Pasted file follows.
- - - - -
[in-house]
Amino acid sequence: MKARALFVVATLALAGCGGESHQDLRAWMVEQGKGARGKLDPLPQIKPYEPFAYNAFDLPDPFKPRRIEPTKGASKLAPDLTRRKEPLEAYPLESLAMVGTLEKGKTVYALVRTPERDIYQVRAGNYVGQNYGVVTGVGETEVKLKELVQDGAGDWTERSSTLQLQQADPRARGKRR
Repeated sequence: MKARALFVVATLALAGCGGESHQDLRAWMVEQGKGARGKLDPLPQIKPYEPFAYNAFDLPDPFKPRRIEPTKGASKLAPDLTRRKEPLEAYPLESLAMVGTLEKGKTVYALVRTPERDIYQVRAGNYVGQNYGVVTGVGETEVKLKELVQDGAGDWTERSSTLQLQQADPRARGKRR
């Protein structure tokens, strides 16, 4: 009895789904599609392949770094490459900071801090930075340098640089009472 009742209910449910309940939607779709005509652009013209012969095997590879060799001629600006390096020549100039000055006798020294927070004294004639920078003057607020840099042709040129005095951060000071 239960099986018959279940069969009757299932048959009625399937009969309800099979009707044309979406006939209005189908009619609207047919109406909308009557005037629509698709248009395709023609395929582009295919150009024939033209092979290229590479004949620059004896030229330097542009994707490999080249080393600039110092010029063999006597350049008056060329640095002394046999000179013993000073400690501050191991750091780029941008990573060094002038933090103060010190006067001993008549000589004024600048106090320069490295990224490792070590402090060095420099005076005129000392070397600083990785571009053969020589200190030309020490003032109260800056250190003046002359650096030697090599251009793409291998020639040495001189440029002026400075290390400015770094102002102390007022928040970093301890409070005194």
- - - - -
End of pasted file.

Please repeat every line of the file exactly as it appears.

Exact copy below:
[in-house]
Amino acid sequence: MKARALFVVATLALAGCGGESHQDLRAWMVEQGKGARGKLDPLPQIKPYEPFAYNAFDLPDPFKPRRIEPTKGASKLAPDLTRRKEPLEAYPLESLAMVGTLEKGKTVYALVRTPERDIYQVRAGNYVGQNYGVVTGVGETEVKLKELVQDGAGDWTERSSTLQLQQADPRARGKRR
Repeated sequence: MKARALFVVATLALAGCGGESHQDLRAWMVEQGKGARGKLDPLPQIKPYEPFAYNAFDLPDPFKPRRIEPTKGASKLAPDLTRRKEPLEAYPLESLAMVGTLEKGKTVYALVRTPERDIYQVRAGNYVGQNYGVVTGVGETEVKLKELVQDGAGDWTERSSTLQLQQADPRARGKRR
């Protein structure tokens, strides 16, 4: 009895789904599609392949770094490459900071801090930075340098640089009472 009742209910449910309940939607779709005509652009013209012969095997590879060799001629600006390096020549100039000055006798020294927070004294004639920078003057607020840099042709040129005095951060000071 239960099986018959279940069969009757299932048959009625399937009969309800099979009707044309979406006939209005189908009619609207047919109406909308009557005037629509698709248009395709023609395929582009295919150009024939033209092979290229590479004949620059004896030229330097542009994707490999080249080393600039110092010029063999006597350049008056060329640095002394046999000179013993000073400690501050191991750091780029941008990573060094002038933090103060010190006067001993008549000589004024600048106090320069490295990224490792070590402090060095420099005076005129000392070397600083990785571009053969020589200190030309020490003032109260800056250190003046002359650096030697090599251009793409291998020639040495001189440029002026400075290390400015770094102002102390007022928040970093301890409070005194």